Fellow Film Club Members and Movie Buffs:

September burns so brightly that it is a very rational thing for many of us to huddle together in a darkened auditorium and watch a classic film. This next Friday is no exception as the Film Club presents IN THE HEAT OF THE NIGHT (1967), directed by Norman Jewison. Canadian born, Jewison moved to London in the late 40’s and wrote scripts for the BBC, then returned to Toronto in 1952 and spent a decade writing, directing and acting for the CBC. He was a producer on THE JUDY GARLAND SHOW (1963-64). He has directed 42 films. Starting in 1960, his first four films were all comedies, then he gave us THE CINCINNATI KID (1965). Some of my personal favorites of his films include THE THOMAS CROWN AFFAIR (1968), FIDDLER ON THE ROOF (1971), ROLLERBALL (1975), AND JUSTICE FOR ALL (1979), and MOONSTRUCK (1987)

Jewison hitchhiked across the Deep South region of the US at age 18; he was struck by its apartheid-like, strictly enforced racial segregation. He considers The Hurricane (1999) the last in a trilogy of racial injustice movies he’s directed, the first two being In the Heat of the Night (1967) and A Soldier’s Story (1984). Jewison cast a then largely unknown Denzel Washington in “A Soldier’s Story”, then coupled him with Rod Steiger in The Hurricane (1999). He was the original director of Malcolm X (1992), however had to withdraw from the project due to outside pressure demanding that the subject be made by a black film-maker.

Jewison said, “People always tell me, “Gee, you direct so many movies” as if that’s unusual. But I made my mind up when I was young that what’s most important for a director is to keep working. Because how else are you going to learn how to do new things, which – to me – is the whole point. So I make a lot of different movies and I love them all . . . The movies that address civil rights and social justice are the ones that are dearest to me.”

The film was created by super stars:

It was based on a novel by John Ball, with a stunning screenplay by Sterling Silliphant, who from 1950 penned 65 screenplays, including THE SLENDER THREAD (1965), CHARLY (1968), MARLOWE (1969), THE NEW CENTURIANS (1972), and THE TOWERING INFERNO (1975).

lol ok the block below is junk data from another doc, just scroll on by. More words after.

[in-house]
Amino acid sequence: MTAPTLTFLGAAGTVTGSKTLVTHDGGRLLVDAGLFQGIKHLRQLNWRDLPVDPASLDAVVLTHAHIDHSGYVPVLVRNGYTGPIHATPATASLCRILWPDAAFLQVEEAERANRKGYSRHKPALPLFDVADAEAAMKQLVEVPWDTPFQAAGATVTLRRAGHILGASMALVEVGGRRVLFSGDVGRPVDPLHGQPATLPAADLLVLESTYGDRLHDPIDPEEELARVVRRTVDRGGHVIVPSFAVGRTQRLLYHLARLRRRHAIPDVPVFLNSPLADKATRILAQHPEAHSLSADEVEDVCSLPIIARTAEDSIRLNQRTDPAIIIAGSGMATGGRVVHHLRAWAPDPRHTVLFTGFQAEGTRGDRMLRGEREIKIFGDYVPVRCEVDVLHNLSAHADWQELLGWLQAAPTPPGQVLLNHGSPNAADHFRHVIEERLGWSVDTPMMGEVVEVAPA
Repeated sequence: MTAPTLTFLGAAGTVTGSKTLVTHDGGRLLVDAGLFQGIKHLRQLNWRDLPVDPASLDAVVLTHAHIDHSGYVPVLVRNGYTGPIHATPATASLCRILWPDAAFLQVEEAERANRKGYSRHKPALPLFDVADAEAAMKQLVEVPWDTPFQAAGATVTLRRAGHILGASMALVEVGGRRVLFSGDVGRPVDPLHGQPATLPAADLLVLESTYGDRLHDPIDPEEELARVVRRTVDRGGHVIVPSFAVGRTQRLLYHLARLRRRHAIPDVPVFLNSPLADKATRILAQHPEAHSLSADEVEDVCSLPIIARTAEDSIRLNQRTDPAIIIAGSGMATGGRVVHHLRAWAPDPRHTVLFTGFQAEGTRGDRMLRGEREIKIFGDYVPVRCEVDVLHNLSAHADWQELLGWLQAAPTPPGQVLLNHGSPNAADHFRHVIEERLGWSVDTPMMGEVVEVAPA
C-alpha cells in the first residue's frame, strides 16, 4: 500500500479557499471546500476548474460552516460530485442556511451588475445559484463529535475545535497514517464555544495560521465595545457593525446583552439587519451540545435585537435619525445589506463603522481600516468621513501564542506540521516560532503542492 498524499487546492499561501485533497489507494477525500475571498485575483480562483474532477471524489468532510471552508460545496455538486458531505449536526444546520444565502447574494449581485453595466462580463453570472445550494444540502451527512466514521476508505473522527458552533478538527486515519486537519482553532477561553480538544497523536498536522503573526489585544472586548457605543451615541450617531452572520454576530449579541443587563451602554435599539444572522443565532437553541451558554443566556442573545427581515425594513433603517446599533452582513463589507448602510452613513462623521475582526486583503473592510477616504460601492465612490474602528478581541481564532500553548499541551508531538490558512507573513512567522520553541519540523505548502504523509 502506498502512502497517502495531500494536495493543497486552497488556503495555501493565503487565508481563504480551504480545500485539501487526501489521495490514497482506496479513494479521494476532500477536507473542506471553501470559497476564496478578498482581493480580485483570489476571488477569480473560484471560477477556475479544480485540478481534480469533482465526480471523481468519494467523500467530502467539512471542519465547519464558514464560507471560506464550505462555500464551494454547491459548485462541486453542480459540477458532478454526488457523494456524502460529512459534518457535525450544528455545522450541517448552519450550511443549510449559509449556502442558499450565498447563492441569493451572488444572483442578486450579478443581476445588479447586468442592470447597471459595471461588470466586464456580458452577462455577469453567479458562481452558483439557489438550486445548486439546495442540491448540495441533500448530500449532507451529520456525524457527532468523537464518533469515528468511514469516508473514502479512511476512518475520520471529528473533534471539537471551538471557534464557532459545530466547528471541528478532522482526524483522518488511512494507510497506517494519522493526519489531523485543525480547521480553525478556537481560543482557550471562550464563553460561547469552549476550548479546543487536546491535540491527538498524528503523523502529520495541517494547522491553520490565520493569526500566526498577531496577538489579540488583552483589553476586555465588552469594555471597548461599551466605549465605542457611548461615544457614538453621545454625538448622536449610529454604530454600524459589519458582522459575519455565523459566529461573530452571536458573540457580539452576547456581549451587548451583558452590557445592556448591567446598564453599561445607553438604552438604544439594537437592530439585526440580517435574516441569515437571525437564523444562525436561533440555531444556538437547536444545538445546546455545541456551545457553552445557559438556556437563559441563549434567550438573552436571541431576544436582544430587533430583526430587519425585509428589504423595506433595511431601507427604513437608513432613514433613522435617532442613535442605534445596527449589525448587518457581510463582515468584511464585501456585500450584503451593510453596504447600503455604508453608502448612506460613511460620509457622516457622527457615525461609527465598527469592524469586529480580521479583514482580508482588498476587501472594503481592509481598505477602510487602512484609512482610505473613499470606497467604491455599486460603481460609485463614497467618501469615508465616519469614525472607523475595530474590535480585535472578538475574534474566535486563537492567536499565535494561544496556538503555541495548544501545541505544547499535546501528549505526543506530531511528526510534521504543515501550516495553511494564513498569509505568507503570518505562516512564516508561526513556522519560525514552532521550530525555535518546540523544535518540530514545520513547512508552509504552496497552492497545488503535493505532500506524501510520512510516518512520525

The very talented Quincy Jones wrote the film’s musical score. He has composed music for 54 films, including THE PAWNBROKER (1964), THE SLENDER THREAD (1965), IN COLD BLOOD (1967), THE HELL WITH HEROES (1968), THEY CALL ME MISTER TIBBS! ((1970), BROTHER JOHN (1971), THE GETAWAY (1972), and THE COLOR PURPLE (1985). 

The cinematographer was Haskell Wexler, considered one of the ten most influential cinematographers in Hollywood history. He has lensed 72 films, including HOODLUM PRIEST (1961), AMERICA, AMERICA (1963), WHO’S AFRAID OF VIRGINIA WOOLF? (1966), THE THOMAS CROWN AFFAIR (1968), THE CONVERSATION (1974), BOUND FOR GLORY (1976), COMING HOME (1978), MATEWAN (1985) and MULHOLLAND FALLS (1996). 


Directed by Norman Jewison @ 109 minutes.

The film stars Rod Steiger, Sidney Poitier, Warren Oates, Lee Grant, Scott Wilson, William Schallert, William Prince, and Matt Clark.

Synopsis: A black Philadelphia homicide detective traveling through Sparta, Mississippi, is first arrested for murder, and then asked to help solve the case. He agrees, but finds his efforts thwarted by a bigoted hardhead town sheriff; but they learn to set aside their differences and work together in order to find the truth.

Tagline: “They got murder on their minds–but they don’t know what to do with it.”

This film won five Oscars: Best Picture, Best Actor, Best Writing, Best Film Editing, and Best Sound.

TRIVIA: The film editor for IN THE HEAT OF THE NIGHT was Hal Ashby, who later directed BOUND FOR GLORY (1976), and he hired Haskell Wexler to shoot it.

Rod Steiger was asked by director Norman Jewison to chew gum when playing the part. He resisted at first but then grew to love the idea,and eventually went through 263 packs of gum during the shooting of the film. The scene that took place at the sheriff’s house featured dialog that came out of improvisations between Sidney Poitier and Rod Steiger. Frequently cited as Sidney Poitier‘s favorite of all the films he’s done. Due to the assassination of civil rights activist Martin Luther King (April 4, 1968), the presentation of the Best Picture Oscar for this film was postponed for two days.

So come in out of the stifling Indian Summer heat, and join us this Friday, September 16, to watch Norman Jewison’s multi-award winning film IN THE HEAT OF THE NIGHT (1967). It will be shown at the Tacoma Film Club’s meeting hall at 924 Broadway, in the Pythian Temple, street level, across from Theater on the Square, in the heart of Tacoma’s Theater District. Look for the club’s huge banner out front, easy to spot from Broadway. For those of you who like fellowship and fine food, come early and join others of like mind. The Phantom Director and Farishta will be offering a scrumptious meal, served at 6:15 p.m.; and it’s always something wonderful. We will have another DVD giveaway door prize, a movie from my personal collection. IN THE HEAT OF THE NIGHT will screen at 7:15 p.m. and it runs 109 minutes, so it will conclude near 9:00 p.m. Bring a friends; they are always welcome too. See you at the movies!





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